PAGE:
Monday, July 11, 2011

Law and the so-called Debt Ceiling III

The above chart shows the historic accumulation of excess reserves in the banking system. Today excess reserve accumulation stands at an unprecedented$1.6 trillion. In addition the largest firms in America are hoarding another $2 trillion, a record high. Further, Treasury Securities still yield essentially zero as far out as 3 months on the yield curve and last week 4 week notes auctioned off at exactly zero yield. All of this hoarding is a rational response to a sick financial system that has not been repaired and the chronic lack of effective demand in our economy. Deleveraging is destroying confidence precipitating a classic liquidity trap. In fact, but for the government backing of our largest banks, most of them have weak or very weak financial structures. And the most recent jobs report shows just how weak the economy is--unemployment went up, wages went down and hours worked went down. Indeed, the employment ratio, the broadest gauge of employment and unemployment rested at 58.2 percent, the lowest since 1983, matching the 2009 crisis low:
More and more economists (such as Nouriel Roubini, Laura Tyson, Brad Delong and Paul Krugman) therefore recognize the obvious: the U.S. desperately needs more fiscal stimulus, in the short term. Government stimulus is the only thing keeping the economy afloat. Unfortunately, it was too small and is now running out.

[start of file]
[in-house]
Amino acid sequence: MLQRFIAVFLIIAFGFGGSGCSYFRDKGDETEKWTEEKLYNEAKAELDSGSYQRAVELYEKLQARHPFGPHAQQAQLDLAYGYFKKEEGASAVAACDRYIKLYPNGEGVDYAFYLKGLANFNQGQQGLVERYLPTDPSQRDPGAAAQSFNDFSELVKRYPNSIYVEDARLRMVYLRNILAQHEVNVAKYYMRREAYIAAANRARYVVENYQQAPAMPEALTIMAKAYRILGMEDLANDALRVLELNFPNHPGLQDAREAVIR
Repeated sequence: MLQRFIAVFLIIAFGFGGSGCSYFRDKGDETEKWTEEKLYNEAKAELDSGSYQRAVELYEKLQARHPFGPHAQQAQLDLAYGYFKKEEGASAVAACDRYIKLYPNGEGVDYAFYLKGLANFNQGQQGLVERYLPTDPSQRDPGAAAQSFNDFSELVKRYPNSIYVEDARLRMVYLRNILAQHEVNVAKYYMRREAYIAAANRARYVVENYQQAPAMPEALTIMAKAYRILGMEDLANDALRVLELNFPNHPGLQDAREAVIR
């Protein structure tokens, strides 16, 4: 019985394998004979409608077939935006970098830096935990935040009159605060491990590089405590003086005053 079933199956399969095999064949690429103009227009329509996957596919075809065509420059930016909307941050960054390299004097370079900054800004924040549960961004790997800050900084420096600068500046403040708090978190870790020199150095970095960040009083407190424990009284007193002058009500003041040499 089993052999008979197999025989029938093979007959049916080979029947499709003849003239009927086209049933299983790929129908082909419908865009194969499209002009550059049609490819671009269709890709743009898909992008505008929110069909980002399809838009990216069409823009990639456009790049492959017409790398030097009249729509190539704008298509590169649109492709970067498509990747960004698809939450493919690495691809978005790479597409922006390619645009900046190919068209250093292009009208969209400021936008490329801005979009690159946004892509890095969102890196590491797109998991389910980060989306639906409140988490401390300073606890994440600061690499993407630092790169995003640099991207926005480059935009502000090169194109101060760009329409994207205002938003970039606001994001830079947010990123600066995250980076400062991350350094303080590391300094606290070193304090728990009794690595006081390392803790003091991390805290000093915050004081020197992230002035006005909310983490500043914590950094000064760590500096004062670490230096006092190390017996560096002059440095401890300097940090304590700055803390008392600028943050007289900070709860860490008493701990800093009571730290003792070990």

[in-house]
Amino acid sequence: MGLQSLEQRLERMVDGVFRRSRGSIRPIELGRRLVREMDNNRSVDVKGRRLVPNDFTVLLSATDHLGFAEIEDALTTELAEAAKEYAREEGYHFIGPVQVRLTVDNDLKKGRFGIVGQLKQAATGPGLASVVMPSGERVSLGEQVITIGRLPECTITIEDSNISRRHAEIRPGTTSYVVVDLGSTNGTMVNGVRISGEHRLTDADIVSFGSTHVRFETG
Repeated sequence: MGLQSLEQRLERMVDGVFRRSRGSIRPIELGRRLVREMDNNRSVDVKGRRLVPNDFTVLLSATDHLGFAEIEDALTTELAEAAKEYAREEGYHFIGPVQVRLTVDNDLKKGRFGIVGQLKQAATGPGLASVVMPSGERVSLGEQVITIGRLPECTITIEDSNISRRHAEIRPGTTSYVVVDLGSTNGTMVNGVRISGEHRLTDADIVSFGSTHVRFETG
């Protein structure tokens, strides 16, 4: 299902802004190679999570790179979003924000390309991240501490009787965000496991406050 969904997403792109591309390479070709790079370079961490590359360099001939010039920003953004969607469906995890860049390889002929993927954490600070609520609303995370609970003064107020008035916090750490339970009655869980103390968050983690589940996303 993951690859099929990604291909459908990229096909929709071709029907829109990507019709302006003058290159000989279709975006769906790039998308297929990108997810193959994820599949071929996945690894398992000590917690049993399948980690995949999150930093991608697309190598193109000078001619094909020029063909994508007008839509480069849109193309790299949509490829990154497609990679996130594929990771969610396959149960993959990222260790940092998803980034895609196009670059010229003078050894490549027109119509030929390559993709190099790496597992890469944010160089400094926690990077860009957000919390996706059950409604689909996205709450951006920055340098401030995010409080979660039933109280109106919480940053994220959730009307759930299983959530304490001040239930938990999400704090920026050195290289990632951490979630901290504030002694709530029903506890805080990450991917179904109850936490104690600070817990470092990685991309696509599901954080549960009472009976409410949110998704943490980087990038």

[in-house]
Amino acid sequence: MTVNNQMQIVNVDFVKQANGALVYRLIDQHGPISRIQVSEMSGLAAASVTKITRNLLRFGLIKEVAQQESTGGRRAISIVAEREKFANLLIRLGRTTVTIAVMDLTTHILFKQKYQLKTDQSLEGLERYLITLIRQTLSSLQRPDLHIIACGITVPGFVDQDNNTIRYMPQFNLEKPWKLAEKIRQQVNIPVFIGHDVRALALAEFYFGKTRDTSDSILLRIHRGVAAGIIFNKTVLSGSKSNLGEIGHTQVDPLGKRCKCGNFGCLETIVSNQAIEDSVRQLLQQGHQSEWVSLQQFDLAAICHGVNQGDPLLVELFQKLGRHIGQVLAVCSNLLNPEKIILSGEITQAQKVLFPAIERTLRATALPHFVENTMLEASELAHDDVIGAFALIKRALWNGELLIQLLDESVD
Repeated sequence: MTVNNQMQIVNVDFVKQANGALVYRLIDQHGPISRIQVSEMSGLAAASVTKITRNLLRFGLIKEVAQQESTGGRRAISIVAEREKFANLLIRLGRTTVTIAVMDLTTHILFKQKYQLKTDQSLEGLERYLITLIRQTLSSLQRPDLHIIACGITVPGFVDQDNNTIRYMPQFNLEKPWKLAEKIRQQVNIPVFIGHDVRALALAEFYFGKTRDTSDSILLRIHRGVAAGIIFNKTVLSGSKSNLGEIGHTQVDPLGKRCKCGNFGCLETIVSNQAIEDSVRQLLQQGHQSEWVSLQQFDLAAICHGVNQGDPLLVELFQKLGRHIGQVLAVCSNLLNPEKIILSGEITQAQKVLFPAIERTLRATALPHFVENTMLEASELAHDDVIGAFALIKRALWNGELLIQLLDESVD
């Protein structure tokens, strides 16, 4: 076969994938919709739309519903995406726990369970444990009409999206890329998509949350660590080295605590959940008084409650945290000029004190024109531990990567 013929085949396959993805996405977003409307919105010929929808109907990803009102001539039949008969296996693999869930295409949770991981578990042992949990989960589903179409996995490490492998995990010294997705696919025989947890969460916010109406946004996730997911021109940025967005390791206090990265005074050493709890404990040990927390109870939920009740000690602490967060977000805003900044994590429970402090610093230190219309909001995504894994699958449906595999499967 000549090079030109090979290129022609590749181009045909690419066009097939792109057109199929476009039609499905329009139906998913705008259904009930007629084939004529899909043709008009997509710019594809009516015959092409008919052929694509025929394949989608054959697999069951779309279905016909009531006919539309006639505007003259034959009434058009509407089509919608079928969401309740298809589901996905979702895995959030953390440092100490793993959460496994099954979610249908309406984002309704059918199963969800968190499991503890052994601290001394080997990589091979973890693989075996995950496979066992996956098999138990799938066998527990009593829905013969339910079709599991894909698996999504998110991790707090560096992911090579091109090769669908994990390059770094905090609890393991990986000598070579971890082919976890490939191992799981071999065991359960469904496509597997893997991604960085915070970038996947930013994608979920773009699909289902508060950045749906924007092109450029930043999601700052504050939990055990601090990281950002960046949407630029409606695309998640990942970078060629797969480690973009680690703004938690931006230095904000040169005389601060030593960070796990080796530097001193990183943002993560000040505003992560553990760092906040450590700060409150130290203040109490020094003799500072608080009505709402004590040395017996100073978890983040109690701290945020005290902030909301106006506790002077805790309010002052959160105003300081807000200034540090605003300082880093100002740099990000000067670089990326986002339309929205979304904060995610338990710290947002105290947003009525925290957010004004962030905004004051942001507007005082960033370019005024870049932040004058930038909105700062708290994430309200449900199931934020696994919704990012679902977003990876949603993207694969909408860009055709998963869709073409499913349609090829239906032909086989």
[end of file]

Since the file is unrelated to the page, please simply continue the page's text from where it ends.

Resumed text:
Moreover, if President Obama agrees to further fiscal austerity, the economy will most certainly crater. Even Fed Chair (and Bush appointee) Ben Bernanke warns against rapid withdrawal of fiscal stimulus. Some market pundits even warn of tipping the economy into a severe contraction through excessive austerity--which has now already failed in Greece, Ireland, and the UK. As the Economist puts it: "cutting back spending viciously in the short term at a time of private-sector retrenchment would be a mistake." If President Obama agrees to trillions in spending cuts along with tax increases, he should insist upon real economic stimulus or face the political consequences of a stagnant economy in 2012 that could seal his fate as the Herbert Hoover of his time.

On the other hand, should the GOP force the Administration's hand and refuse to increase the debt ceiling, then the Treasury would be obliged to print money to pay its bills. Any inflationary threat generated by the expanding money supply could be neutralized by the sale of bonds by the Fed as needed in its judgment. But this process will directly stimulate the economy without relying on our dysfunctional banking sector to stop hoarding cash and actually make loans. As shown in the FDIC Quarterly Bank Profile Report, bank lending is still contracting rapidly:

Being forced to print money could well turn out to be the most effective government stimulus yet, in terms of putting real money in the hands of those most likely to spend (about 50% would go to people unlikely to save much), with little real threat of inflation in the short term. I the medium term, the Treasury could simply issue bonds to mop up the new liquidity once the GOP comes to its senses and unemployment plunges. Thus, the course of action I argued for in prior posts on this blog (and as originally articulated by Peter Morici) could stimulate the economy, save the US from default, and inflict political pain upon the GOP for their reckless misadventure.

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